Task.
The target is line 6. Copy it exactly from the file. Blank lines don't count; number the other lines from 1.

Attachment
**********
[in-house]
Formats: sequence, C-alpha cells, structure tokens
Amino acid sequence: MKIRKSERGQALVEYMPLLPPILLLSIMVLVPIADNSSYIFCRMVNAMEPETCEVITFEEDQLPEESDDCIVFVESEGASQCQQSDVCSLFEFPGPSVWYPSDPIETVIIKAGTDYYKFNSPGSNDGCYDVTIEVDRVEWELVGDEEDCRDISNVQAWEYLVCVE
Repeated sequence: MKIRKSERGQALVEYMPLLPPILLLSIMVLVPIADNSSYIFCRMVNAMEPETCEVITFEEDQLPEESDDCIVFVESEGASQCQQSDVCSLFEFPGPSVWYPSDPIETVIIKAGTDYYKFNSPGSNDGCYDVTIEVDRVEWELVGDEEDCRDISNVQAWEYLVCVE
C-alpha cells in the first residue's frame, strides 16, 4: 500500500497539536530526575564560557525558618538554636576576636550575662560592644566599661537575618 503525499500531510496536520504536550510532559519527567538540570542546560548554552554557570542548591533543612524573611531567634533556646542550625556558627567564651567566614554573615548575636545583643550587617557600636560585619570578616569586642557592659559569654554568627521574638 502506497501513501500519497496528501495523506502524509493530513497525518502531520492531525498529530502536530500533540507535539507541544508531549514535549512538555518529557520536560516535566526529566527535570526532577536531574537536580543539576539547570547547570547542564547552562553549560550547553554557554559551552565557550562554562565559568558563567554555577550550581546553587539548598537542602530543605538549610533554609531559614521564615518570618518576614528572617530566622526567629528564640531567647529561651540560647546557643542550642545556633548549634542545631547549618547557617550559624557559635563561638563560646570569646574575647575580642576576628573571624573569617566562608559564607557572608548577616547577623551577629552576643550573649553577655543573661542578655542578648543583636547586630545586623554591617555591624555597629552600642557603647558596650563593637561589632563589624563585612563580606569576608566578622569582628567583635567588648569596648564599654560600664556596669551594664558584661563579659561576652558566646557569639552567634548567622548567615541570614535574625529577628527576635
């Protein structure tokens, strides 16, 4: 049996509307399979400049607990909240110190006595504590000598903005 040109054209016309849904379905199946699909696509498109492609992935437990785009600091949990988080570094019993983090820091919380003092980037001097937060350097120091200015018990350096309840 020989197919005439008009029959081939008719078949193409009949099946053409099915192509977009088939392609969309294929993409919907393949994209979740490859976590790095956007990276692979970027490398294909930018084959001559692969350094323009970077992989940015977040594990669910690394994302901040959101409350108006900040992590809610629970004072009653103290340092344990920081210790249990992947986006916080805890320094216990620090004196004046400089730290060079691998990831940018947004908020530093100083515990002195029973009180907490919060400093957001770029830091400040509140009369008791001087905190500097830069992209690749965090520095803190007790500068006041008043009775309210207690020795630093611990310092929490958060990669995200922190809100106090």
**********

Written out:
């Protein structure tokens, strides 16, 4: 049996509307399979400049607990909240110190006595504590000598903005 040109054209016309849904379905199946699909696509498109492609992935437990785009600091949990988080570094019993983090820091919380003092980037001097937060350097120091200015018990350096309840 020989197919005439008009029959081939008719078949193409009949099946053409099915192509977009088939392609969309294929993409919907393949994209979740490859976590790095956007990276692979970027490398294909930018084959001559692969350094323009970077992989940015977040594990669910690394994302901040959101409350108006900040992590809610629970004072009653103290340092344990920081210790249990992947986006916080805890320094216990620090004196004046400089730290060079691998990831940018947004908020530093100083515990002195029973009180907490919060400093957001770029830091400040509140009369008791001087905190500097830069992209690749965090520095803190007790500068006041008043009775309210207690020795630093611990310092929490958060990669995200922190809100106090």